will undergo backward refraction, for example, a wave incident from the left at an
interface between another conventional material region will be refracted down by
the same number of degrees that a conventional material region would refract it up
(see Figure 3.2). Various combinations of permeability and permittivity values give rise
to classes of materials with ‘ordinary’ properties and also regions where materials have
unusual properties (the red region). Using materials that have such negative values
may make it possible to take optical images of objects smaller than the wavelength
of visible light, to probe DNA and viruses, for example, and accelerate developments
in photo-nanolithography (allowing etching of ever smaller electronic devices and
circuits) and for new types of antennas, mobile phones and computers to be fabricated.

Photonic crystals are repetitive periodic structures designed to affect the motion of
photons (light) in a similar way that the periodicity of a semiconducting crystal affects
the motion of electrons passing through them. Photonic crystals occur naturally
and have been studied for the past 110 years or so and contain regularly repeating
internal regions of both high and low dielectric constant photons travelling through
the structure, or do not, depending on their wavelength. Wavelengths of light that
are allowed to travel through are known as modes, and groups of these allowed or
permitted modes form bands. Forbidden bands of wavelengths are called photonic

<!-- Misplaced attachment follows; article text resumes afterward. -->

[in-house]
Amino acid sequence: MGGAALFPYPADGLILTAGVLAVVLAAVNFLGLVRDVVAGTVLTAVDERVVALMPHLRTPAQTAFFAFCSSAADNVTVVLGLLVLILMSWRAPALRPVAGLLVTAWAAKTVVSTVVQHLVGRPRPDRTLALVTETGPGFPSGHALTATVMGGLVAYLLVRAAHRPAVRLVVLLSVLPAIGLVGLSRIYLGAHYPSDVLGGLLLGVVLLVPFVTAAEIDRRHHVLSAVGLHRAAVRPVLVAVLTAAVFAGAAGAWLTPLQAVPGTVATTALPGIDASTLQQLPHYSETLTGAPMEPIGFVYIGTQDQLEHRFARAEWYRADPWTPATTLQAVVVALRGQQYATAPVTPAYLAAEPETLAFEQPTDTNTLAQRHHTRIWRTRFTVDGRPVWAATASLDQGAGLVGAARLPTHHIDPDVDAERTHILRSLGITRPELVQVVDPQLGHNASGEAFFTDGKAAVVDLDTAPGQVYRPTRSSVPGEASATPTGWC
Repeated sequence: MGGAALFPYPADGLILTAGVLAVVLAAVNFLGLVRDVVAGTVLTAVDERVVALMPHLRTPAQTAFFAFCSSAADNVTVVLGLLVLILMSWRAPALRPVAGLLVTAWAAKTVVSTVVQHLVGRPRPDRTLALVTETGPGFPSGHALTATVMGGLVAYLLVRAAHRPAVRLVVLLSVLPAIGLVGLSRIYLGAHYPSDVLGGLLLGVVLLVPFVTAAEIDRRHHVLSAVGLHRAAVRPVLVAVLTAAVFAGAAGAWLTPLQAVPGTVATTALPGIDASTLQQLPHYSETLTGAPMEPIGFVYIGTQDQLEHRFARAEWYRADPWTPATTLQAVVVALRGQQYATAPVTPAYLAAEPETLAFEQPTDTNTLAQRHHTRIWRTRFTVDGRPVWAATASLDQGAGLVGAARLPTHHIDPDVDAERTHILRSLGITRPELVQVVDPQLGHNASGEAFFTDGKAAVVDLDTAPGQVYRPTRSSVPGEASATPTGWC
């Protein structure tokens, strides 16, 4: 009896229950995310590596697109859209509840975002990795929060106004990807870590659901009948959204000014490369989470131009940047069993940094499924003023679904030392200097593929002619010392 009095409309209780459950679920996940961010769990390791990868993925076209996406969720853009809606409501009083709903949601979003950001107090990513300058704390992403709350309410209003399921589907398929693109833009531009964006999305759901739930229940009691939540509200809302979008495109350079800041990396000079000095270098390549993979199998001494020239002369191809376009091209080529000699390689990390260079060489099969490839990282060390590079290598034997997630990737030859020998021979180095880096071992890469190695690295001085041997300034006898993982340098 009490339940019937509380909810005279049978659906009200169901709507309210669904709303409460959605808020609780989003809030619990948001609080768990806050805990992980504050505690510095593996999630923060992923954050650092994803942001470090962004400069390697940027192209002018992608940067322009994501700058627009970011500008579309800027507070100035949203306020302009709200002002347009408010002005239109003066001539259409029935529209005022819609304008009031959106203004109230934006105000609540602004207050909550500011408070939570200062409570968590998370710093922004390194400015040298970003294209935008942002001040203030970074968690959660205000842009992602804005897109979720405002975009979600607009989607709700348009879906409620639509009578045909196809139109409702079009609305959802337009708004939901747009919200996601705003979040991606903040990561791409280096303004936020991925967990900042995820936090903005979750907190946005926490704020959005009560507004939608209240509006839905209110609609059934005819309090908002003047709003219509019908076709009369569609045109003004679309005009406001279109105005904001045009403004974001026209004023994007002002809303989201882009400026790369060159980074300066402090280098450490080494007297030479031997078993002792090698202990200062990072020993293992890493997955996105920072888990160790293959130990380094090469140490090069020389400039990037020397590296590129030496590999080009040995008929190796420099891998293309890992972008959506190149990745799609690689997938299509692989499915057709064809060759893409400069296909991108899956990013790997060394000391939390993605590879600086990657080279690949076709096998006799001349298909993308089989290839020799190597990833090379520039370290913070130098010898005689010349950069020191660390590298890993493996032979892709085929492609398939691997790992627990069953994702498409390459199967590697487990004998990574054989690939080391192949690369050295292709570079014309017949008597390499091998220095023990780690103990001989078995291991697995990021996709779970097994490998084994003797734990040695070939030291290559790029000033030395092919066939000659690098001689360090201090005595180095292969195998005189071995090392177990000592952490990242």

band gaps (PBG). This phenomenon is based on diffraction, with the periodicity of the
crystal structure being half the wavelength of EM waves, that is, varying from 200 nm
periodicity for 400 nm radiation (blue) to 350 nm periodicity for 700 nm (end of the
Invisible Futures • 57

Ÿ Figure 3.3 Opal

red visible spectrum) for photonic crystals in the visible spectrum. However, repeating
regions of high and low dielectric constants must have these dimensions. This makes
manufacture of optical photonic crystals very complex. An example of a naturally
occurring photonic crystal is the gemstone opal; its colours are essentially a photonic
crystal phenomenon based on Bragg diffraction of light from the crystal’s lattice planes,
which is composed of minute spherical crystals of metastable silica (or cristobalite;
Figure 3.3). Another photonic crystal is found on the wings of some butterflies, such as
those of genus Morpho discussed earlier towards the end of Chapter 2.

Before 1987, one-dimensional (1D) photonic crystals in the form of periodic multi-layer
stacks had already been studied extensively. In fact as far back as 1887 Lord Rayleigh
(12 November 1842–30 June 1919) showed that such systems have a 1D PBG, with a
range of high reflectivity, known as a transmission stop band. Today, such structures are
used in diverse applications, from highly reflective coatings to highly reflective mirrors
used in laser cavities. Lord Rayleigh (born John William Strutt, third Baron Rayleigh) was
not only one of the most influential scientists in British history but also one of a rare few
of high nobility who achieved fame as an outstanding scientist.

In the late 1960s, scientists began to propose what might happen if a material had a
negative refractive index, causing it to bend light in the opposite direction compared
with ordinary materials. Then a detailed theoretical study of 1D optical structures was
58 • Stealth Warship